Delivering the message that healthcare is in a time of “massive environmental change,” Nicholas Webb, healthcare strategist, futurist, author, and CEO of Lassen Scientific, kicked off the 2017 Healthcare Design Expo & Conference, on Sunday, Nov. 12, in Orlando, Fla., during the opening keynote presentation, “Disruptions in Healthcare Design—The Good News.”

Working as a beach lifeguard during college, Webb says he not only got to go surfing, but he got his first lessons in learning how to understand an environment and its risks and opportunities—in this case, the ocean and the rip tides and undercurrents that are dangerous to swimmers who don’t know how to see them or safely get out. “By understanding the environment, I had the super power of being the rescuer and not the victim,” he says.

So that healthcare organizations don’t go the way of some brands in other markets, including retail and hospitality, that didn’t survive great market changes, Webb told the audience of healthcare architects, interior designers, owners, planners, and construction professionals that they need to tune into the changes in their environment, such as hyper-consumerization, which allows consumers to get anything they want at any time. This is driving the need for healthcare organizations to “create delicious experiences” to stand out and disrupt current delivery methods as well as customer expectations.

One of the first steps to delivering a fresh approach is understanding the current “experience economy,” which delivers services to engage consumers in a way that creates a memorable event, not just a positive outcome. “I believe the innovation of today is human experience design,” Webb says.  However, most healthcare organizations use patient demographics or other systems of measurement such as clinical efficacy to support their decision making rather than learning what patients desire. “If a patient waits for more than 15 minutes, they go from loving you to hating you,” he says. “Ouch.”

Making his case, Web cited examples of disruptors in other sectors who didn’t follow the industry standard and ended up reinventing a market of finding success. Uber, he notes, didn’t replace cabs. “They re-engineered the human experience of getting from one place to another,” he says. Additionally, he says Amazon’s opening of physical book stores shouldn’t be blamed for destroying competitor Borders. Rather, while Borders struggled with large stores housing a massive selection of book titles, Amazon took lessons from its digital interface with customers to create a unique in-store experience that delivers a curated selection of its most popular titles chosen by its expert consumers. “It’s about creating relevant touchpoints,” Webb says.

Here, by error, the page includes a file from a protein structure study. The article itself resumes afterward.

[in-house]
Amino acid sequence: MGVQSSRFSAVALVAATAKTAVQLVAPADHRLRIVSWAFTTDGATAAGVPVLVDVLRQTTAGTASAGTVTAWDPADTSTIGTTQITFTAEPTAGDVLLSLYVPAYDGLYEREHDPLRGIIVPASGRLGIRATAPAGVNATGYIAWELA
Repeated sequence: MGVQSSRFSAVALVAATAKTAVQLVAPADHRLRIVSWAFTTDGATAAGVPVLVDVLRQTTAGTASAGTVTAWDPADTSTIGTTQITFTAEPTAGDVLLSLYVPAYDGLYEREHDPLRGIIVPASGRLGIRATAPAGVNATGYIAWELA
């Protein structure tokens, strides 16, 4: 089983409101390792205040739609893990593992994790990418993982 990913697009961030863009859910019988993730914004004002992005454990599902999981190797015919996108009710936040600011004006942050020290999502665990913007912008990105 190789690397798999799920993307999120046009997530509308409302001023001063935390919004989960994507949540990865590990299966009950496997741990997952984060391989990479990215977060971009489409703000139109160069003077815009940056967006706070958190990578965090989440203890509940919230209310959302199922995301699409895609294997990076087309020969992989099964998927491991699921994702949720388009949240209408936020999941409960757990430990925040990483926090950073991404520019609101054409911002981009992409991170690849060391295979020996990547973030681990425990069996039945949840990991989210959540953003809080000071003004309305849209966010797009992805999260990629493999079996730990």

To reinvent the healthcare experience, Webb says healthcare organizations should focus on employing innovation across the patient journey at key touchpoints: pre-touch, including utilizing mobile and digital moments; first touch, which sets the trajectory of the patient experience; core touch, where organizations should consider expectations versus perception and how they can reinvent the core experience; and last touch, which should be memorable. Furthermore, Webb says the organizations doing it right are delivering a holistic experience that’s focused not on meeting but exceeding expectations, including those of its patients as well as its staff.

Wrapping up, Webb says he sees two avenues healthcare organizations can take: staying the course and ignoring the disruption happening in the marketplace or leaning in and “creating new, beautiful experiences.”